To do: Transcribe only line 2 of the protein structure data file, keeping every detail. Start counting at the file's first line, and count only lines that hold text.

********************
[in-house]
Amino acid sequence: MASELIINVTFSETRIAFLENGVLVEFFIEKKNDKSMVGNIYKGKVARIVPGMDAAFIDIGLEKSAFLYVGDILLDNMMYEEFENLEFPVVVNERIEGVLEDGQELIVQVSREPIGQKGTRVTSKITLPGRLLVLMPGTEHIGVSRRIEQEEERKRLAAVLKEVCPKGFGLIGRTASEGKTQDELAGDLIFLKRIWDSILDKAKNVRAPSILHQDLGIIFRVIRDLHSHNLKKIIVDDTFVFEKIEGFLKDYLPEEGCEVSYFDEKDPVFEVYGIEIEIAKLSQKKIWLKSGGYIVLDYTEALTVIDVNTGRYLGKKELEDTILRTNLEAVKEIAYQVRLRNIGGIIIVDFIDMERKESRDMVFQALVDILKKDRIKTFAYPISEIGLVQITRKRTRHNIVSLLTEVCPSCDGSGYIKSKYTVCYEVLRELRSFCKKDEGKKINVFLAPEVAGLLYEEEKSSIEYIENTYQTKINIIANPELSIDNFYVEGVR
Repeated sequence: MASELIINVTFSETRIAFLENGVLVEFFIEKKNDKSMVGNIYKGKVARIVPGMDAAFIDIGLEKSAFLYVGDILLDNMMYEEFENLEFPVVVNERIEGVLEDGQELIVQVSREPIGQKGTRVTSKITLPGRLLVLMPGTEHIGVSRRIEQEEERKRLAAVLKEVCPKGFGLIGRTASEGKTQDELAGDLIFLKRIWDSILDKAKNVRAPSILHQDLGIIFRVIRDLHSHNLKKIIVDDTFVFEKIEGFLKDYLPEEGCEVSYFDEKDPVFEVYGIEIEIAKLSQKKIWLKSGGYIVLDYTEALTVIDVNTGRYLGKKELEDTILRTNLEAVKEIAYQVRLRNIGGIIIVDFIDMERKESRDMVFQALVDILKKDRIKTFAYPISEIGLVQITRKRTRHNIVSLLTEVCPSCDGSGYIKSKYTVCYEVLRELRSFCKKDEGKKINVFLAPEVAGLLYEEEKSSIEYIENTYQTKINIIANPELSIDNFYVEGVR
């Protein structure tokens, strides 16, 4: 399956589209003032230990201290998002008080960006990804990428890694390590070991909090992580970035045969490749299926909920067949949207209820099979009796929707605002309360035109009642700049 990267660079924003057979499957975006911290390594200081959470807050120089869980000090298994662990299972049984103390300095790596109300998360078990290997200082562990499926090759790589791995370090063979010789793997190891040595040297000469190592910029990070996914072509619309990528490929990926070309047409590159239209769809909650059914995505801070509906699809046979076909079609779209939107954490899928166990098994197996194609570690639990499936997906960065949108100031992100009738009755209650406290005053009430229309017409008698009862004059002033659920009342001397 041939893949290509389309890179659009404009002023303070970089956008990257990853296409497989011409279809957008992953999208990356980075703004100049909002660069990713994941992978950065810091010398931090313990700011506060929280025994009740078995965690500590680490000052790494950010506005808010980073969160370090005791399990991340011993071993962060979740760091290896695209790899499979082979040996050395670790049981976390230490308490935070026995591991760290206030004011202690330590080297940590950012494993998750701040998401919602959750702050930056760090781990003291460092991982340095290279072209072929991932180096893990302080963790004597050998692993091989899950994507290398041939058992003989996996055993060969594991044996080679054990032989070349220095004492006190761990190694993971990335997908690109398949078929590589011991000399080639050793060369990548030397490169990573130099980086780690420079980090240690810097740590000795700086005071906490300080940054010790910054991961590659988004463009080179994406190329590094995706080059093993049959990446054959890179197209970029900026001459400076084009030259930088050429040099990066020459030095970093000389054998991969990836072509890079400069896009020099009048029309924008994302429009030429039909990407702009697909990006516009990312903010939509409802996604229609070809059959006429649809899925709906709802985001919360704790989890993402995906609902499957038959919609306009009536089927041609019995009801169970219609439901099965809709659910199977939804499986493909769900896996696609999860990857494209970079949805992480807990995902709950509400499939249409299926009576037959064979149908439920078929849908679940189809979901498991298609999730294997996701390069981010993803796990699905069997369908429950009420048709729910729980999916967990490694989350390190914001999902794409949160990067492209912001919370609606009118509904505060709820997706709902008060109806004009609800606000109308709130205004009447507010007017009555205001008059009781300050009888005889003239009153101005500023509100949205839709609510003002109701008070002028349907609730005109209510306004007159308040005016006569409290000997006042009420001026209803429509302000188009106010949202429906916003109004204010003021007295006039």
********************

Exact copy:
Amino acid sequence: MASELIINVTFSETRIAFLENGVLVEFFIEKKNDKSMVGNIYKGKVARIVPGMDAAFIDIGLEKSAFLYVGDILLDNMMYEEFENLEFPVVVNERIEGVLEDGQELIVQVSREPIGQKGTRVTSKITLPGRLLVLMPGTEHIGVSRRIEQEEERKRLAAVLKEVCPKGFGLIGRTASEGKTQDELAGDLIFLKRIWDSILDKAKNVRAPSILHQDLGIIFRVIRDLHSHNLKKIIVDDTFVFEKIEGFLKDYLPEEGCEVSYFDEKDPVFEVYGIEIEIAKLSQKKIWLKSGGYIVLDYTEALTVIDVNTGRYLGKKELEDTILRTNLEAVKEIAYQVRLRNIGGIIIVDFIDMERKESRDMVFQALVDILKKDRIKTFAYPISEIGLVQITRKRTRHNIVSLLTEVCPSCDGSGYIKSKYTVCYEVLRELRSFCKKDEGKKINVFLAPEVAGLLYEEEKSSIEYIENTYQTKINIIANPELSIDNFYVEGVR